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HebrewEdit

Root
נ־ט־ל

VerbEdit

ניטל \ נִטַּל (nitál) (nif'al construction)

  1. to be taken away (from)

ConjugationEdit

VerbEdit

ניטל \ נִטֵּל (nitél) (pi'el construction)

  1. (archaic, transitive) to lift, raise
    • Isaiah 63:9, with Young's Literal Translation:
      בְּאַהֲבָתוֹ וּבְחֶמְלָתוֹ הוּא גְאָלָם וַיְנַטְּלֵם וַיְנַשְּׂאֵם כָּל־יְמֵי עוֹלָם
      b'ahavató uvchemlató hú g'alám vay'nat'lém vay'nas'ém kol-y'mé olám
      In His love and in His pity He redeemed them, And He doth lift them up, And beareth them all the days of old

YiddishEdit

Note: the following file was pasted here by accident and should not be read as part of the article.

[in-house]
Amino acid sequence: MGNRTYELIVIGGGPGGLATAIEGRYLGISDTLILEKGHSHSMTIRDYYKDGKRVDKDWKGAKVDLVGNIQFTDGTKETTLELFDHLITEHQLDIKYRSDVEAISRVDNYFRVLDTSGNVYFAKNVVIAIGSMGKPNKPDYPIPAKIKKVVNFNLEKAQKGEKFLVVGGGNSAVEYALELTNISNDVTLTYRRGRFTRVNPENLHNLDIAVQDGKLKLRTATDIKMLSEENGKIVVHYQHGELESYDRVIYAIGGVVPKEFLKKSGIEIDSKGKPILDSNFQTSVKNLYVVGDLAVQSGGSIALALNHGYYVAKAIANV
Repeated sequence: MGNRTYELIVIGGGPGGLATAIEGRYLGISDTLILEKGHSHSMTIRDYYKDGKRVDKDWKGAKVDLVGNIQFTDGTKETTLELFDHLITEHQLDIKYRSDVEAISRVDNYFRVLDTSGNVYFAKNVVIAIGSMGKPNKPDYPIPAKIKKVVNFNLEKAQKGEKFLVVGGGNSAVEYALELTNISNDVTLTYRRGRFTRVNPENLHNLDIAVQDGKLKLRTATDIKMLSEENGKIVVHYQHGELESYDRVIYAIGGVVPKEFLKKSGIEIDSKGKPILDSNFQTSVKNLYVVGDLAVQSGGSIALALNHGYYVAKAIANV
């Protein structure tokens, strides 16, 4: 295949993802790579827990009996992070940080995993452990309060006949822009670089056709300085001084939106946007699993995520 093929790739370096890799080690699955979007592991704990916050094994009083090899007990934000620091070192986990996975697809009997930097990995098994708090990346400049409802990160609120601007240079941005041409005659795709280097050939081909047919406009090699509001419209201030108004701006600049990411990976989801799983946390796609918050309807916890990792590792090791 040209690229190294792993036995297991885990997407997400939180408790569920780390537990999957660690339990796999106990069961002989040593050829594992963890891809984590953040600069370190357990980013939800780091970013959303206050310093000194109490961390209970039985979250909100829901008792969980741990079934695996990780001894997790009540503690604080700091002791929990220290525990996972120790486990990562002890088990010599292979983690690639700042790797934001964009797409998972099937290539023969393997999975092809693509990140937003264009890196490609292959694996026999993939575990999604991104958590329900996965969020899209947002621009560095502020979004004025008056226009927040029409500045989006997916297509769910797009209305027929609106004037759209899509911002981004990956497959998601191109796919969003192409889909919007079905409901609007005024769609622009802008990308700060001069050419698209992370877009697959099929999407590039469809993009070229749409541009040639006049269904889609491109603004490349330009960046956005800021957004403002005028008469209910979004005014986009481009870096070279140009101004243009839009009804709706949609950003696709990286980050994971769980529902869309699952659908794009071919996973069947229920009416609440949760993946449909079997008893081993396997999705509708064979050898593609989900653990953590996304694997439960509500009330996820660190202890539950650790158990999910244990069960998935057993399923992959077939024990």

EtymologyEdit

Ultimately from Latin nātālis (birthday [of Christ), probably via an older form of a Romance language rather than a direct borrowing. Compare בענטשן(bentshn); the semantics and likely dates of a bunch of such relatively essential terms being descended from Romance over Germanic suggests Yiddish may have a distant root in Jewish Vulgar Latin dialects, among other sources.

NounEdit

ניטל (nitlm, plural ניטלען(nitlen)

  1. Christmas

Derived termsEdit